Published by BWF

Articles, white papers, and advisories authored by Bentz Whaley Flessner’s team of philanthropy experts.

Too Much Data

Best Practices for Data Storage and Collection

BWF Client Advisory: When *Not* to Collect and Store Data in Your Database

Storing large quantities of data is no longer a technological challenge. With the widespread adoption of fundraising analytics and the next generation of scoring systems on the horizon, the impulse is for organizations to store everything. Despite the proliferation of new sources of data, the most pressing question most organizations face is how to best use their fundraising CRM system to raise the most money. After all, who knows which piece of data your next model will determine is useful? So shouldn’t we save everything? Given the inclination to store as much data as possible, it’s sometimes more helpful to ask the question, “What data should I *not* store?” Fortunately, there are best practices for data storage and collection that can help us determine information that is not helpful.

Best Practices for Data Storage and Collection

Five Instances When Data Collection and Storage Might be Dangerous

  1. When storing the data threatens data compliance standards. Among the most critical compliance standards for fundraising organizations are Payment Card Industry (PCI) security standards. Violating these standards could jeopardize an organization’s ability to process donor donations, so these standards should be taken seriously. PCI standards dictate that information such as credit card numbers, authentication data, or PIN numbers should not be stored on the premise. For organizations involved in healthcare fundraising, The Health Insurance Portability and Accountability Act (HIPAA) impacts how patient data can be accessed, used, and stored. Organizations violating HIPAA regulations face financial penalties.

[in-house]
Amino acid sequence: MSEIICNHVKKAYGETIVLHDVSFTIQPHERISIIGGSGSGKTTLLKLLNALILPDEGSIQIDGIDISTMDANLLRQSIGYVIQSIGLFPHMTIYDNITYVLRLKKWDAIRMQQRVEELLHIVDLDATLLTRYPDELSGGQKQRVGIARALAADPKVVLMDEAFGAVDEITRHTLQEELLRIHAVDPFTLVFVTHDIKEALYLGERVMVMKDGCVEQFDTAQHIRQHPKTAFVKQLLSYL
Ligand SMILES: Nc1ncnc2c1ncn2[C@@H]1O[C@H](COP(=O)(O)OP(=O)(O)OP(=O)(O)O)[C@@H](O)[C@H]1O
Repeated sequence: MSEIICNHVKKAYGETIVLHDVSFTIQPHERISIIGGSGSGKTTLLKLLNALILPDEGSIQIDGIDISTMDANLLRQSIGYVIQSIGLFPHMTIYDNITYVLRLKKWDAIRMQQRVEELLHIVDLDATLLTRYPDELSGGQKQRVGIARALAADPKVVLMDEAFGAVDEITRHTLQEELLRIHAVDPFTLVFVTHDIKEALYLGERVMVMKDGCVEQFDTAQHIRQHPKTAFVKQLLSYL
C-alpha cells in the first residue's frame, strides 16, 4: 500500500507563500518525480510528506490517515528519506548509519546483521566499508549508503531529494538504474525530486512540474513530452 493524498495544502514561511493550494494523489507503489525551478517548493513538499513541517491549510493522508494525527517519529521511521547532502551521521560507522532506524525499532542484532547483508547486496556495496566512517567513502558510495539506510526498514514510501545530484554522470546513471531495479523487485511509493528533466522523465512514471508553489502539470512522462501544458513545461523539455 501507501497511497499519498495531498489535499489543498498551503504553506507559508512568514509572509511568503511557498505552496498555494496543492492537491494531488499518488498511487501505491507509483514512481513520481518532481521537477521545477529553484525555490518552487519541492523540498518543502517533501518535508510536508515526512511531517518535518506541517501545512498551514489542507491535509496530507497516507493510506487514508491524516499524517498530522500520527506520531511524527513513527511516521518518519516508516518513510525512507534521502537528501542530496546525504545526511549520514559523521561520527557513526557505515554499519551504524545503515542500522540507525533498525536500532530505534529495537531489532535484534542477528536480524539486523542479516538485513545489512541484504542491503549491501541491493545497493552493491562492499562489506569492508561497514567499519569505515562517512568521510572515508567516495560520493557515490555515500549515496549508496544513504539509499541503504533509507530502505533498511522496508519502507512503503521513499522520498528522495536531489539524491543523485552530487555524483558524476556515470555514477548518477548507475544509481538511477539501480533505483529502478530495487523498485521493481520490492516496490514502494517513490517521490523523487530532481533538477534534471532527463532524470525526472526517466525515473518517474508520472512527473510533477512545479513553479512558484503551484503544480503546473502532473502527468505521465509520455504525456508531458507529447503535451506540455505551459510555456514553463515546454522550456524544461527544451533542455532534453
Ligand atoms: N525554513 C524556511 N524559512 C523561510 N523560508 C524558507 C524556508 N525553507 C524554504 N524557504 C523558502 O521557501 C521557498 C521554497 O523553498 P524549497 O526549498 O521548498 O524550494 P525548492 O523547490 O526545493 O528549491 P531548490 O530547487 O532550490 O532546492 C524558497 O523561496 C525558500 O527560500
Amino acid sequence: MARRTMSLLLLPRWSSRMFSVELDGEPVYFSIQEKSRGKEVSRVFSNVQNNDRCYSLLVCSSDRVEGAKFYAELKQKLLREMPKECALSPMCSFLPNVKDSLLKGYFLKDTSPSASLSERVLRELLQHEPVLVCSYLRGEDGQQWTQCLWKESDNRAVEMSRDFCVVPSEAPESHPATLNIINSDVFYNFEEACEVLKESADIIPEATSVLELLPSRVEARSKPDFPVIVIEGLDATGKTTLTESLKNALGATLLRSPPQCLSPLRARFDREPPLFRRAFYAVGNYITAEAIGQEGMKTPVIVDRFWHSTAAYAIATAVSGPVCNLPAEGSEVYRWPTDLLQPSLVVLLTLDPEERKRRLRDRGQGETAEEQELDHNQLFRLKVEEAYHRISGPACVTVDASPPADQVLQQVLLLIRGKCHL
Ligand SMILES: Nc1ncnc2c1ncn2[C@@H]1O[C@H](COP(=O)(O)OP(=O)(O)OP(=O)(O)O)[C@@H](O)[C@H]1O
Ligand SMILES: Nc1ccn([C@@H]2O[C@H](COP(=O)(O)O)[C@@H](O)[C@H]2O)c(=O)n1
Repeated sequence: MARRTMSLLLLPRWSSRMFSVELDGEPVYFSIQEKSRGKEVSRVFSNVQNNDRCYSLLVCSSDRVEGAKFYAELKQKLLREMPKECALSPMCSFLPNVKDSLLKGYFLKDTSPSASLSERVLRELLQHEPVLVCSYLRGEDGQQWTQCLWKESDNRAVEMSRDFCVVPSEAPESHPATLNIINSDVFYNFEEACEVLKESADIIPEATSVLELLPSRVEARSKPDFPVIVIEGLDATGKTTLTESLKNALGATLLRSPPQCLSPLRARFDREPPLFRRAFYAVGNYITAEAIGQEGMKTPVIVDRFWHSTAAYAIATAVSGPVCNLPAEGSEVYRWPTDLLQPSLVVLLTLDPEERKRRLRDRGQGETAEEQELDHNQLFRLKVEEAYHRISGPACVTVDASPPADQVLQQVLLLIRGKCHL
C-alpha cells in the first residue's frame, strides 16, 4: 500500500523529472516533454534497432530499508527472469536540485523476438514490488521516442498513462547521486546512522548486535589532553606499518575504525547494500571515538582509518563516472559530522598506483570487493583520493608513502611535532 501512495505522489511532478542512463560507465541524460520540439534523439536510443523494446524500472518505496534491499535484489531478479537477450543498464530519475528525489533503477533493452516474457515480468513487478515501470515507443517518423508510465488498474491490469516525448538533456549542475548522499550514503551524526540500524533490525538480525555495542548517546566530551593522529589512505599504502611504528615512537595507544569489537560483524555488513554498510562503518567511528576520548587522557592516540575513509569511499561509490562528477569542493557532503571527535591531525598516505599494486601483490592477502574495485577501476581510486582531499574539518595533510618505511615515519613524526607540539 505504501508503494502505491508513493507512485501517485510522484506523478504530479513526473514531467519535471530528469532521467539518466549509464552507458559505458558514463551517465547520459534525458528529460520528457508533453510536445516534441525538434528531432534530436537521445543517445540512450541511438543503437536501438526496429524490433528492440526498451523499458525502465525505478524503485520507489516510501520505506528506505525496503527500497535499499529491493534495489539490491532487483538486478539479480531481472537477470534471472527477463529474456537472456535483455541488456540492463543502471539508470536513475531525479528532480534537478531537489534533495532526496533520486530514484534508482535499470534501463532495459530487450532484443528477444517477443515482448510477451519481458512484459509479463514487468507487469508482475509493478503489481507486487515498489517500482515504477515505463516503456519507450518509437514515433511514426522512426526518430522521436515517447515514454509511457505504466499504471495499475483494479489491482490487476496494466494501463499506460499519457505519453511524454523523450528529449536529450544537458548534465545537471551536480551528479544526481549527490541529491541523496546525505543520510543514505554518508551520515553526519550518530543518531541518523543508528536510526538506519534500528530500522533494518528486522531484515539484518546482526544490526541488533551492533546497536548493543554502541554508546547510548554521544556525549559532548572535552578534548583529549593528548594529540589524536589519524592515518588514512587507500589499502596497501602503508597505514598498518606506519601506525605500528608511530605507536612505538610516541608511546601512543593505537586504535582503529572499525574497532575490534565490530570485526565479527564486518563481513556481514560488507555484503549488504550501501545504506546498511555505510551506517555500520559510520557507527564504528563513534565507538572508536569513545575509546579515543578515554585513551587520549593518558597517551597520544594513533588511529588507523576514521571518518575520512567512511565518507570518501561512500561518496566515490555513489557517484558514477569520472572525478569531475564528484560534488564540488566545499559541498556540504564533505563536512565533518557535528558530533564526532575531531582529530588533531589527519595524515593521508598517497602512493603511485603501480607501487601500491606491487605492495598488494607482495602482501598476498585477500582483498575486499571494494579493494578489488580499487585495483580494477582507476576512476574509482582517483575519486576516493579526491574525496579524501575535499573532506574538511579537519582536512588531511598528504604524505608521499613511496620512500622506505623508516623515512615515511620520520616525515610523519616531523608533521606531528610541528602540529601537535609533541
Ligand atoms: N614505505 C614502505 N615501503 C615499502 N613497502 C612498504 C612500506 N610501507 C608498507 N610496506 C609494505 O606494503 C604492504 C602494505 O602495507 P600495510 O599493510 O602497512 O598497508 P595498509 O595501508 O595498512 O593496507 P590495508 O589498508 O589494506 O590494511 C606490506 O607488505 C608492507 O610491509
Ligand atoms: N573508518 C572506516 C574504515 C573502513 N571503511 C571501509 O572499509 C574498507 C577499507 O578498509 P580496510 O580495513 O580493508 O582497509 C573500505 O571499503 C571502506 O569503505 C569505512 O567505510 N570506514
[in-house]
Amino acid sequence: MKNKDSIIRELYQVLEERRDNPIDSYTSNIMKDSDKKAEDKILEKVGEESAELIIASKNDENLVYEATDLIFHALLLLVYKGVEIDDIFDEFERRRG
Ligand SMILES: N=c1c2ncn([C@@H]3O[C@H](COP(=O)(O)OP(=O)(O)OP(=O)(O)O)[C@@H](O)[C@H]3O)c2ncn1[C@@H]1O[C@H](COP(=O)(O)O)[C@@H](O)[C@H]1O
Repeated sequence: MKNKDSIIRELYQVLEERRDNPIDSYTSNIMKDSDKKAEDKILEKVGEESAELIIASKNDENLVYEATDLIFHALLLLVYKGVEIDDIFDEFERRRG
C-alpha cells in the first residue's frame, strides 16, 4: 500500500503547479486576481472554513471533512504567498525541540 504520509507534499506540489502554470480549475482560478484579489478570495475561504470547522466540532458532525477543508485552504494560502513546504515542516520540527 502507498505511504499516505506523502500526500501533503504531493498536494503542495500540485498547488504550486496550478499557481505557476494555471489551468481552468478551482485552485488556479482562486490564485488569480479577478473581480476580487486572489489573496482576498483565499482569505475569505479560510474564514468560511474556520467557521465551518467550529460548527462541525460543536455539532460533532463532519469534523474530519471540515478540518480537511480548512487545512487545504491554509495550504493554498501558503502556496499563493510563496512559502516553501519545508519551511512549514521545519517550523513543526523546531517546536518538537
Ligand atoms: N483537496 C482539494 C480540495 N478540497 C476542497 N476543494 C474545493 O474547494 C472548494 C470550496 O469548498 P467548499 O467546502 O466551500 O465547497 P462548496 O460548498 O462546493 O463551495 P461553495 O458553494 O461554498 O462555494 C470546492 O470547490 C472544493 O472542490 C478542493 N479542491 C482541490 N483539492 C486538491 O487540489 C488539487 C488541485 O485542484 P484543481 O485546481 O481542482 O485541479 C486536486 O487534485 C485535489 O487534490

2. When the data causes duplicates. Uploading or integrating data from external systems or vendors can often create duplicate records. This can be especially true for e-communication or mobile donation platforms where it is sometimes not possible to gather demographic information on individuals. Without a strong data management plan, loading this type of data can lead to duplicate records.
  3. When the data cannot be understood or easily interpreted. Storing cryptic or inaccessible data can lead to numerous problems. The inclination may be to stockpile data until it may become useful. However, ambiguous data risks being misinterpreted or misappropriated if its purposes are not clear. Cryptic data, such as log files, can take up large amounts of space with little long-term value. Good planning and documentation are critical for data storage.
  4. When the data cannot be consistently updated. Fundraising databases attempt to build a holistic portrait of an organization’s relationship (or potential relationship) with individuals. CRM databases morph over time as users add, change, and append data that inform these relationships. Data that either fails to link back to individuals or cannot be refreshed does little to add value to the organization.
  5. When the data cannot be sustained long-term. Do you really want to create a field in the database for that piece of information? Sometimes, just because we can, doesn’t mean we should. If a field is created in the CRM, someone should monitor and update that field. It is better to have a few fields that are updated consistently and accurately, rather than a lot of fields that are out-of-date or improperly used.

Copyright © 2016 Bentz Whaley Flessner & Associates, Inc.

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